British MP Wendy Chamberlain participates in a remote session of the House of Commons in Westminster, London, from her home in Fife, Scotland on April 21, 2020, during the nationwide lockdown to combat the novel coronavirus COVID-19 pandemic. Image Credit: AFP

Home is where the heart is. A place to rest and relax. A place to enjoy the warmth of our loved ones. A place to pursue our hobbies. A place where we can be ourselves. Home was our world, a private world sealed off from the world outside.

All that has changed. Homes are no longer what it used to be. Work came home with us. The world and its troubles invaded our living rooms. Our worlds collided and converged. Where does home end and office start. The lines have blurred.

When home becomes office, home ceases to be home. That’s happening around the world. Lockdowns and social distancing have pushed most people into home isolation. About one-third of the world is in some form of lockdown to prevent the spread of the new coronavirus.

We can’t entirely blame the virus. The microbe merely accelerated the changes that have been taking place over a period of time. The pandemic formalised the change. A change from which there may be no turning back.

I hope social distancing goes away. We can do without that. What’s a world without friends? Enemies too. We need them all. After all, we are social animals.


When did it all start?

For me, it started with television. The radio may have brought entertainment to our homes, but it was more of songs and other audio programmes. It had its limitations. It wasn’t as fulfilling as the television. Well, seeing is believing. And television facilitated that. It was a game-changer.

How internet changed our lives

Movies came into our homes. Football matches and Test cricket were beamed live into our living rooms. News bulletins brought the world into our homes.

That was when the world and home converged. We became witnesses to the Bosnian war, Italia ’90, Los Angeles Olympics, LiveAid concerts in Wembley, London, and Philadelphia. Many more events that changed the world, we watched them all from the comfort of our sofas.

If television became our window to the world, the internet brought information to our fingertips. Everything was a click away. The internet changed the way we live.

Everything is online. We shop online; we bank online: we chat online. Social interactions too have gone online. The rise of social media was merely a sign of the times.

The internet put our lives on steroids. It brought us streaming television; we no longer have to go to movie halls. High definition telecast became a reality as bandwidths grew.

High-speed internet brought us more comforts and convenience. Classrooms and offices crossed the divide. They came home with us. Remember how we used to thump through the messages on BlackBerrys. It was convenient yet inconvenient. It robbed our family time. We dismissed them as minor aberrations.

When stress came home

That was the beginning of work from home. Teachers kept students updated through WhatsApp. Wasn’t it intrusive? It was, but we refused to acknowledge it.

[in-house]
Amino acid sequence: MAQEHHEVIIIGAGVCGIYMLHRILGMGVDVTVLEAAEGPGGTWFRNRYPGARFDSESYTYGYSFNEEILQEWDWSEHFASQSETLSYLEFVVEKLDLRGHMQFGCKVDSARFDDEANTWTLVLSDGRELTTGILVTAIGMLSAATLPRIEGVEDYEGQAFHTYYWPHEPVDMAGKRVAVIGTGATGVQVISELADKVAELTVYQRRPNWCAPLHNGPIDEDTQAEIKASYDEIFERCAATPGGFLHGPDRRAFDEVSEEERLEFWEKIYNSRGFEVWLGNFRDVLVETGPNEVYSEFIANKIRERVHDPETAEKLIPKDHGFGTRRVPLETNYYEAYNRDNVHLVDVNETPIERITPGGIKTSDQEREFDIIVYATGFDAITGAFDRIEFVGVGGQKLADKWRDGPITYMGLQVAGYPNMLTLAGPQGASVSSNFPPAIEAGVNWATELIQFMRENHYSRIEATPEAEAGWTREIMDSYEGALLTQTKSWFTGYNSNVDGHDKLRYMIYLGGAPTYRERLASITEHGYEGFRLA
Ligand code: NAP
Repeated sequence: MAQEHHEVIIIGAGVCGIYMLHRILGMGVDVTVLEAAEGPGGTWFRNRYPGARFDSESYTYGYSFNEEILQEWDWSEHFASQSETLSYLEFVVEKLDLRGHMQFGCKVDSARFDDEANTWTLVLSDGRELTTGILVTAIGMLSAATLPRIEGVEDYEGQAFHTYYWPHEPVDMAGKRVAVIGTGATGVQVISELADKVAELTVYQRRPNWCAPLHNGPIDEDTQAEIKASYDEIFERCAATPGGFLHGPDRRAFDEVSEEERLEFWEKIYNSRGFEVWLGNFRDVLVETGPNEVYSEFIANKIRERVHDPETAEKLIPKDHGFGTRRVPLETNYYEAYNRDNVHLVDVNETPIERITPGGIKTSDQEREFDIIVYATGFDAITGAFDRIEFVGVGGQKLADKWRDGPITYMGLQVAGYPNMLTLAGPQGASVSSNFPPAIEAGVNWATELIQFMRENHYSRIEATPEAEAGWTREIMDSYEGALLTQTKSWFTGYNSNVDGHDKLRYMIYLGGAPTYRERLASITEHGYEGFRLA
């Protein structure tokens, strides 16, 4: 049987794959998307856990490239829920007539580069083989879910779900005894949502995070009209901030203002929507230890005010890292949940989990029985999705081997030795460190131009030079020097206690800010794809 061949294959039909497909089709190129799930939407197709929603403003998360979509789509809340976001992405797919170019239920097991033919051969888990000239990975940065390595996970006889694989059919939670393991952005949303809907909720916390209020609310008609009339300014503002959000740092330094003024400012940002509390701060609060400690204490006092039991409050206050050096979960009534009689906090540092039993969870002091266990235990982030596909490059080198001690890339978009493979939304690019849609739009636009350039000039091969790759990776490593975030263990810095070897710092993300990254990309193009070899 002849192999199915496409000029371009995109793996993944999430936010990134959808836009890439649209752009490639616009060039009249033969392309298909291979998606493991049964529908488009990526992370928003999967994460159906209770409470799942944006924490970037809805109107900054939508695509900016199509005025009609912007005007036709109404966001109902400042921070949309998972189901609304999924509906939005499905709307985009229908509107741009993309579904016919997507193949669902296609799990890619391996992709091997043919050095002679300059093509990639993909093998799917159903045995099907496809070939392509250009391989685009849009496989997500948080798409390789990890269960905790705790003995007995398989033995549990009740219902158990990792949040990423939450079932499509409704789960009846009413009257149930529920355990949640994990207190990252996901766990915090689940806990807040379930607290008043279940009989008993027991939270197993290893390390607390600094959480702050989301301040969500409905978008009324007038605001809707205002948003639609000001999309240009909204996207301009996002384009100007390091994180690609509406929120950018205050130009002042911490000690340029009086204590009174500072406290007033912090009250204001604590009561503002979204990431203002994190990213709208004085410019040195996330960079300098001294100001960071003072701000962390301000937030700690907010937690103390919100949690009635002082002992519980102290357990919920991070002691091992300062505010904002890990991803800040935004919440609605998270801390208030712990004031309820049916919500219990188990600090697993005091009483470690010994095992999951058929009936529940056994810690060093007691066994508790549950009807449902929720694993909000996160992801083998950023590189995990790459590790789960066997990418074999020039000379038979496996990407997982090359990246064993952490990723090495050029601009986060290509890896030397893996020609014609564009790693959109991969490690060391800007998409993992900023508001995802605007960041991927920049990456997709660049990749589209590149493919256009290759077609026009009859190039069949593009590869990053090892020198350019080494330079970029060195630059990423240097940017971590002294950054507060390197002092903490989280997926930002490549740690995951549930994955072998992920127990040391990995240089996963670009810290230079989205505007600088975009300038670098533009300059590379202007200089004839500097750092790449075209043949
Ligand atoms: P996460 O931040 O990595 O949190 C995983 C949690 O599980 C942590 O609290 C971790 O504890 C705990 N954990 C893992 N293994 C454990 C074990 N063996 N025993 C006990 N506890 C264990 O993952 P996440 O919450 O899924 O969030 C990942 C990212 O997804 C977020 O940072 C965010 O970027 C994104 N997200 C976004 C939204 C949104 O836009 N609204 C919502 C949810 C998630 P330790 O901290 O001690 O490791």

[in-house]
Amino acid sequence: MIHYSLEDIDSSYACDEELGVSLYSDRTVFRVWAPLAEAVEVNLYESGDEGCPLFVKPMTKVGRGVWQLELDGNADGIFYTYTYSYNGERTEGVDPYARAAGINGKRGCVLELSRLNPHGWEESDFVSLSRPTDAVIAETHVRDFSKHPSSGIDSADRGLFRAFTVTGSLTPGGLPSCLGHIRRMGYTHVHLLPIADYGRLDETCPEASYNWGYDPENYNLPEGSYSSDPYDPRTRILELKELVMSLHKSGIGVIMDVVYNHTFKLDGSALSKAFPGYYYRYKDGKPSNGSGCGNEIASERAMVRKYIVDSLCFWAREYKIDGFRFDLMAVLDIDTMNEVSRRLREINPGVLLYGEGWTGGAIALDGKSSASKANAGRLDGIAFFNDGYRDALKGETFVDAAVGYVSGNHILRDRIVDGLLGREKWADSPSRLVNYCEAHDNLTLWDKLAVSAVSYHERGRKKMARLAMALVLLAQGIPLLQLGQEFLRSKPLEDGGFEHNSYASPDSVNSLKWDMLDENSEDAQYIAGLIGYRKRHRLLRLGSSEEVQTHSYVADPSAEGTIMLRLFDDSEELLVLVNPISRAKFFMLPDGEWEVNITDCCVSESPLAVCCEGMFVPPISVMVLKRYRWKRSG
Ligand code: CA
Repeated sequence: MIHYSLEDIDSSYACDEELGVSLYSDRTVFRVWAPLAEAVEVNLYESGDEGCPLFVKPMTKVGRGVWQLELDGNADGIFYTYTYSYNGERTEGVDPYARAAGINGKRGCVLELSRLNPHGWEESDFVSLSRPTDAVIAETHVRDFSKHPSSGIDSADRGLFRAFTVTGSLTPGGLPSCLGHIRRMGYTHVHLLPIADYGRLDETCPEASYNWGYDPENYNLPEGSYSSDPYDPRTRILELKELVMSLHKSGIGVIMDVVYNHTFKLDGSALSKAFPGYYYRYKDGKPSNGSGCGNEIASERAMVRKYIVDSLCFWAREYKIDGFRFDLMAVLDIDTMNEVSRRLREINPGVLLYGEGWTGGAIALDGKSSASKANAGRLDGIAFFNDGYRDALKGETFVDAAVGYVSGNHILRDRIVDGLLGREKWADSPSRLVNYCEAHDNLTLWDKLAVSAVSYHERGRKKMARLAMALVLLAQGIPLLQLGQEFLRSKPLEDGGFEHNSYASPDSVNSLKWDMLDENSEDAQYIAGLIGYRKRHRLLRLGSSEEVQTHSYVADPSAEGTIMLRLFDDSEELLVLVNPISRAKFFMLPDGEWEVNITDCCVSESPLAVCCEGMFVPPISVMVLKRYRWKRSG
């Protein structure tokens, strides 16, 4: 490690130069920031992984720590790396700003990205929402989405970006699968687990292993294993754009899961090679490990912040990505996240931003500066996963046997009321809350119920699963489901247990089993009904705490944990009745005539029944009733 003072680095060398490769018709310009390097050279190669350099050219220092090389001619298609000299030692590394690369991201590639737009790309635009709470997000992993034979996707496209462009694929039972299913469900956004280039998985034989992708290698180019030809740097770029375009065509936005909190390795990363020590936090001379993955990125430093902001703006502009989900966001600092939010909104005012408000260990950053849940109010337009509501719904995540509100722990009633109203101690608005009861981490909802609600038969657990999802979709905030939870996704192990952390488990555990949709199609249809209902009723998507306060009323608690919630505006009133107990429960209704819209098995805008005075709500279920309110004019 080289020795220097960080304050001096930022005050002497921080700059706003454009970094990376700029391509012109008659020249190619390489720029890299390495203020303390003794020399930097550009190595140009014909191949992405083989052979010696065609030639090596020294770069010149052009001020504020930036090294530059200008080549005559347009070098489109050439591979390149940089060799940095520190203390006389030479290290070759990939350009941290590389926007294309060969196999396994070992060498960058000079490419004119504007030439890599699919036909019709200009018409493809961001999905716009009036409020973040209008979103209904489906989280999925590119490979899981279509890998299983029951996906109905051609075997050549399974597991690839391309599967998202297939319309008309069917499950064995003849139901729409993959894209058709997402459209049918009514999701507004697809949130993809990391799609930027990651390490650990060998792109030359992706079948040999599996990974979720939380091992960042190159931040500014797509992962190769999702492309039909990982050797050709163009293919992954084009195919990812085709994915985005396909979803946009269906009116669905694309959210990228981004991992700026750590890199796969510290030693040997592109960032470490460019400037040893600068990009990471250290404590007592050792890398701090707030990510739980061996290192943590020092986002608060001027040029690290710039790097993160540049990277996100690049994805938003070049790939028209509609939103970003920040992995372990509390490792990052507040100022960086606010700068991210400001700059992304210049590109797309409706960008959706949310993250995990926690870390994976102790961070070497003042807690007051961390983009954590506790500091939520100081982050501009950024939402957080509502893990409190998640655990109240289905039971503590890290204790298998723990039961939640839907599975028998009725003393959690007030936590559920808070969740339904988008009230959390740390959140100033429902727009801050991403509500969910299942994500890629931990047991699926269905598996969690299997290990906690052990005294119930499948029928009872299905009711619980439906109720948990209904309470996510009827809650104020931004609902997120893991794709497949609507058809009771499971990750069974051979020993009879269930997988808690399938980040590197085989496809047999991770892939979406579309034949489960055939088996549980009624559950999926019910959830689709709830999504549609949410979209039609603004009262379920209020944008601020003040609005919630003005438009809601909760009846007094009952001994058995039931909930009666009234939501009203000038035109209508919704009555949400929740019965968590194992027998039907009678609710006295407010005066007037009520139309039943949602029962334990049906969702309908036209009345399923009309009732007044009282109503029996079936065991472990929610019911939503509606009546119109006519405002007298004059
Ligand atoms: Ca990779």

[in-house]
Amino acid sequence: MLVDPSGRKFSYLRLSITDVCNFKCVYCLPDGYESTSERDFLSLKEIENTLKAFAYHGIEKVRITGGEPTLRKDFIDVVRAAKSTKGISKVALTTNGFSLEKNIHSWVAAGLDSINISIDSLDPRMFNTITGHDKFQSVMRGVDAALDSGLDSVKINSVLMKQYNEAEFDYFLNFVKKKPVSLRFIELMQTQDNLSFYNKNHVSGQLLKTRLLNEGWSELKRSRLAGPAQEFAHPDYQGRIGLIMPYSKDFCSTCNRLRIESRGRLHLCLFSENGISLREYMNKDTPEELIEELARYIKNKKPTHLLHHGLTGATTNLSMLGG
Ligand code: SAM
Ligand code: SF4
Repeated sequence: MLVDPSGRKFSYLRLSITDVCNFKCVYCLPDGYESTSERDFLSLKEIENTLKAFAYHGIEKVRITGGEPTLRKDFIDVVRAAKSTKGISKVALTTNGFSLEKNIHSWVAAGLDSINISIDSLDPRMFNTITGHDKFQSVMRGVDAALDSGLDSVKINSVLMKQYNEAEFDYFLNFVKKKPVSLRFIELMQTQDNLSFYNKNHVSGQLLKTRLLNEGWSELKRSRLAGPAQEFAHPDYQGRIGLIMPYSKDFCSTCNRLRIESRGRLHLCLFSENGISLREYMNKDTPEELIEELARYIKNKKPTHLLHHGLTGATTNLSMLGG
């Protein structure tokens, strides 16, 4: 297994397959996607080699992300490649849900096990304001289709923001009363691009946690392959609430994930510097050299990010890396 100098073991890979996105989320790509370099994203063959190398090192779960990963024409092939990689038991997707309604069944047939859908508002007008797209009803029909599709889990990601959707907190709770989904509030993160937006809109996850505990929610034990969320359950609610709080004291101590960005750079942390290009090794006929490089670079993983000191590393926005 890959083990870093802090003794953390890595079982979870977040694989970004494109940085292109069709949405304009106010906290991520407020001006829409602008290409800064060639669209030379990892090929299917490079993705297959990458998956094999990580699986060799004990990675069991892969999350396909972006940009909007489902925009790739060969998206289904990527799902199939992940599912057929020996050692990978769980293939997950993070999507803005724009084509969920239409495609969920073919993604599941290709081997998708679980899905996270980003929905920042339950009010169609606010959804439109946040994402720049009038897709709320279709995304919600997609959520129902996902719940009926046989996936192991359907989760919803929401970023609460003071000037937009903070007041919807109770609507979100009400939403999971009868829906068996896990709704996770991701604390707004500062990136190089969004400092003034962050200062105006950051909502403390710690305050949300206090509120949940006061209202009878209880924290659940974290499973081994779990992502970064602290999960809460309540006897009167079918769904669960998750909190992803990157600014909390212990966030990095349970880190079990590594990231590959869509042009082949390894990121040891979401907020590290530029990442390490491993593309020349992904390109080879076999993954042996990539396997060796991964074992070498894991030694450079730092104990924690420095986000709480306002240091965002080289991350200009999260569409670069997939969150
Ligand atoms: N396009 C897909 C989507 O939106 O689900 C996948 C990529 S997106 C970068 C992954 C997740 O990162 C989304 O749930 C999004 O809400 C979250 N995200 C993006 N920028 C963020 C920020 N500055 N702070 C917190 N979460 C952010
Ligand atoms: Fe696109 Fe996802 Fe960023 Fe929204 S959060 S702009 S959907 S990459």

The coronavirus pandemic merely cemented what we have been doing. What we’ve been doing part-time has become full time.

We start work from home in our pyjamas. The work never ends. Finally, when we tear ourselves off the computer screen, another screen awaits us. The television with Netflix, Amazon Prime, Apple +, all beckon us with their offerings.

Our children too aren’t spared. Schools, colleges and universities might be closed, but remote learning keeps the education going. Their social interactions might be suffering, but the learning process continues.

Will we return to our normal lives?

We miss eating out. So if we can’t go to restaurants, the apps on our phones bring the menus to us. And the food delivered at our door.

Groceries, laundry, everything comes home. Telemedicine takes care of the consultations with the doctor. There’s no need to step out. The world has entered our homes.

What happens when the pandemic goes away? Will we return to our normal lives? Will we want to return to life as we knew it? Will we continue to work from home? What about the remote learning of our children?

My guess is most of this will stay with us. Maybe over time, we may return to our familiar ways. But a stagnant economy will force employers and companies to continue using the work from home mode.

It makes perfect business sense. Work from home will reduce the overheads of companies. And that would make the balance sheets and bottom lines healthier.

We would have got used to the convenience of online shopping. It would have become a habit. So the bricks and mortar shops will be in jeopardy.

Schools should return to what it was. Or else, it will adversely affect children’s mental development. Remote learning could supplement classroom teaching. There could be better integration.

Our hospital visits will be drastically reduced. We will stop running to doctors for every ailment, opting for teleconsultations for non-emergencies.

more on coronavirus

I hope social distancing goes away. We can do without that. What’s a world without friends? Enemies too. We need them all. After all, we are social animals.

What won’t change is television. It’s no longer an idiot box. They are called Smart TVs now, and they come with apps. And apps have taken over lives.

The virus crisis brought out the best in humanity. People rose above the barriers of race, caste, creed and nationality to bring relief to the most wanted. That should stay with us.

It will make us a better version of ourselves.